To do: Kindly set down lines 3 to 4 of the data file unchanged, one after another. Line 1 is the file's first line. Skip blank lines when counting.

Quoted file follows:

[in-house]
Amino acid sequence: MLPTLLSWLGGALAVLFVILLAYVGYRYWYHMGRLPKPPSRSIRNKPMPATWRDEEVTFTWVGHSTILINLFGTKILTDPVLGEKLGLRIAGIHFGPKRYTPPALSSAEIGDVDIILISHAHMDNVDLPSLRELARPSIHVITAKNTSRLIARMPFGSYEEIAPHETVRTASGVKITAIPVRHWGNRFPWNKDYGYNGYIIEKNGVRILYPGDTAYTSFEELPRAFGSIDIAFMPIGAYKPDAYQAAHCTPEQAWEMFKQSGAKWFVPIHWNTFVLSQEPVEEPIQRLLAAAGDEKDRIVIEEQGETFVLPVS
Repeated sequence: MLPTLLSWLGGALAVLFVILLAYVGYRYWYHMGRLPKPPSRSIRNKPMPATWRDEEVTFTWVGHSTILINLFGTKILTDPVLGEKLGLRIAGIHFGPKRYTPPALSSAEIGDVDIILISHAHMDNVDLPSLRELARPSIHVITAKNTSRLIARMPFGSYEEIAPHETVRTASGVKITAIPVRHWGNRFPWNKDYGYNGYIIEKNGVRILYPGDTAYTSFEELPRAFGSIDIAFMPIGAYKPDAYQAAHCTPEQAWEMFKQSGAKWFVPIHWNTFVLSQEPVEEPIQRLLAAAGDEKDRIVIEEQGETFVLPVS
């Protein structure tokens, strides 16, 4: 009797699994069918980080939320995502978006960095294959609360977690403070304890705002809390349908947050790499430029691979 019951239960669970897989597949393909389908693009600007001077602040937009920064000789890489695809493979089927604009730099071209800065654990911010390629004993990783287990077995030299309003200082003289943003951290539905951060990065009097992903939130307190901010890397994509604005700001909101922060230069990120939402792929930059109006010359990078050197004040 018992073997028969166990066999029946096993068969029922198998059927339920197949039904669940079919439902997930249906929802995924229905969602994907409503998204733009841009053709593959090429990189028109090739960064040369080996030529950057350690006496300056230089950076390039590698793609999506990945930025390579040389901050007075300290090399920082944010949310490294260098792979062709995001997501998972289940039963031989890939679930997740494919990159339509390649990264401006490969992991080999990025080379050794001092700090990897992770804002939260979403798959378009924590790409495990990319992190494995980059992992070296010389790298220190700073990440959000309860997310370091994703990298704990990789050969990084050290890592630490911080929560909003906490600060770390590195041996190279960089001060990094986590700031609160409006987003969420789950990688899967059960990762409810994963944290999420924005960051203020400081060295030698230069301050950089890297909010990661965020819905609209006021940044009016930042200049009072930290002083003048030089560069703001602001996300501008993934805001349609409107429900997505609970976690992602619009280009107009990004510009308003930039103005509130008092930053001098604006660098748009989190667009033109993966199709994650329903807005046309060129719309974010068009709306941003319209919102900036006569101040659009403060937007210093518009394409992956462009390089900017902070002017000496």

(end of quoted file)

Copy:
Repeated sequence: MLPTLLSWLGGALAVLFVILLAYVGYRYWYHMGRLPKPPSRSIRNKPMPATWRDEEVTFTWVGHSTILINLFGTKILTDPVLGEKLGLRIAGIHFGPKRYTPPALSSAEIGDVDIILISHAHMDNVDLPSLRELARPSIHVITAKNTSRLIARMPFGSYEEIAPHETVRTASGVKITAIPVRHWGNRFPWNKDYGYNGYIIEKNGVRILYPGDTAYTSFEELPRAFGSIDIAFMPIGAYKPDAYQAAHCTPEQAWEMFKQSGAKWFVPIHWNTFVLSQEPVEEPIQRLLAAAGDEKDRIVIEEQGETFVLPVS
């Protein structure tokens, strides 16, 4: 009797699994069918980080939320995502978006960095294959609360977690403070304890705002809390349908947050790499430029691979 019951239960669970897989597949393909389908693009600007001077602040937009920064000789890489695809493979089927604009730099071209800065654990911010390629004993990783287990077995030299309003200082003289943003951290539905951060990065009097992903939130307190901010890397994509604005700001909101922060230069990120939402792929930059109006010359990078050197004040 018992073997028969166990066999029946096993068969029922198998059927339920197949039904669940079919439902997930249906929802995924229905969602994907409503998204733009841009053709593959090429990189028109090739960064040369080996030529950057350690006496300056230089950076390039590698793609999506990945930025390579040389901050007075300290090399920082944010949310490294260098792979062709995001997501998972289940039963031989890939679930997740494919990159339509390649990264401006490969992991080999990025080379050794001092700090990897992770804002939260979403798959378009924590790409495990990319992190494995980059992992070296010389790298220190700073990440959000309860997310370091994703990298704990990789050969990084050290890592630490911080929560909003906490600060770390590195041996190279960089001060990094986590700031609160409006987003969420789950990688899967059960990762409810994963944290999420924005960051203020400081060295030698230069301050950089890297909010990661965020819905609209006021940044009016930042200049009072930290002083003048030089560069703001602001996300501008993934805001349609409107429900997505609970976690992602619009280009107009990004510009308003930039103005509130008092930053001098604006660098748009989190667009033109993966199709994650329903807005046309060129719309974010068009709306941003319209919102900036006569101040659009403060937007210093518009394409992956462009390089900017902070002017000496």